This afternoon, Bielat released a statement in response to Frank's announcement.

Although Bielat does not say in the statement he will run for the congressional seat on 2012, he argues many of Frank's points and focuses on Frank's goal to reduce the country's "military footprint."

Bielat, who served in the Marine Corps, questioned the congressman's ability to make decisions about the country's armed forces.

"With unrest rampant around the globe, it is dangerous to entrust our national security to those with superficial knowledge of security issues and strong, parochial ideologies," Bielat says in the statement.

Here is a copy of Bielat's statement:

Today Congressman Barney Frank announced his intention to seek reelection for the 16th time. In his statement, Congressman Frank states that his goals require “a time commitment longer than two years.” It is unclear why the previous 32 years haven’t been sufficient to achieve his goals, but nonetheless, Congressman Frank’s justifications for remaining in office show why he shouldn’t.

His first objective is to ensure that no one modify, improve, or in any way attempt to change his financial “reform” legislation. One wonders how long Congressman Frank will have to stay in office to achieve this goal. There are strong arguments for changing a bill that increases the deficit, reduces the availability of credit, and creates so many new regulations that existing agencies can’t enforce them. More concerning to me, however, is Mr. Frank’s misguided crusade to slash our armed forces even if it imperils our security.

Congressman Frank has no military experience, he has never sat on the House Armed Services Committee, and he has never shown any real interest in the military other than calling for the repeal of Don’t Ask Don’t Tell. Yet he now steps forward with the agenda of drastically diminishing our military capabilities.  With unrest rampant around the globe, it is dangerous to entrust our national security to those with superficial knowledge of security issues and strong, parochial ideologies.

Anyone who argues that there is no room for reducing defense spending is wrong. But anyone who argues for massive cuts without regard for consequences is dangerous. In two of our debates, Mr. Frank said “I want there to be an arms race in Asia.” Is this someone who should lead defense spending reform? Do we as a nation want to gamble on our safety and security the way we gambled on Fannie Mae and Freddie Mac?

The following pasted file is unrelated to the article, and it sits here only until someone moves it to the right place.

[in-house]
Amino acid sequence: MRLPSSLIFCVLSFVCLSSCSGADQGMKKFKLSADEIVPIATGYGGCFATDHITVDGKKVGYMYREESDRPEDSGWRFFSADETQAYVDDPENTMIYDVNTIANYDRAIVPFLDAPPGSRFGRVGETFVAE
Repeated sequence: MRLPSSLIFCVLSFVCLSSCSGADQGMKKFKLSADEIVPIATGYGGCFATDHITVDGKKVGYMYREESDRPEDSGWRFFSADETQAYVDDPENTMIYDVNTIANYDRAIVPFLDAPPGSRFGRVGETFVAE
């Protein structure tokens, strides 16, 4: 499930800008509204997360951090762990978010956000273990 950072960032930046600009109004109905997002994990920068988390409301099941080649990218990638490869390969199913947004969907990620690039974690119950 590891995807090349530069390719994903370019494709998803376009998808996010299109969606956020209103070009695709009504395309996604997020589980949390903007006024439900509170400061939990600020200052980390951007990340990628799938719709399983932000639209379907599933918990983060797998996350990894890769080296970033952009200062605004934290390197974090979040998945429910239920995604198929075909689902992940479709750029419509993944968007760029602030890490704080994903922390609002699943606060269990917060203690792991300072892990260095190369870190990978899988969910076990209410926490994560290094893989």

There are real savings to be had through defense acquisition reform, reducing the 600,000 person defense civilian workforce, and eliminating unnecessary weapons programs. It should be self-evident that any program that the Pentagon says it doesn’t need should not be funded. Yet just last year Mr. Frank voted to fund such a program for political reasons. Even though the Secretary of Defense and the President both publicly opposed the program as unnecessary, Mr. Frank voted for it. It seems to be a hypocritical act for someone crusading against defense spending.

No one would argue that we don’t need police because our streets are safe but Mr. Frank is making exactly that argument—we don’t need military strength abroad because the world is stable. He ignores causation and implies that isolationism would keep us just as safe. We live in a dangerous world and reducing our ability to defend ourselves won’t make it any safer.

Voters should be wary of sending Frank back to Washington yet again if his goal is to push for such a dangerous and ideological agenda.

Finally, Mr. Frank says, “there are recent encouraging signs, including the bipartisan work I have done with Congressman Ron Paul.” If gaining the support of one member of the opposite party constitutes “bipartisan” support, then back in November there was a lot of bipartisan agreement that Mr. Frank should not return to Washington.

 

 

Editor's note: Frank is 70-years old, not 72-years old as previously reported.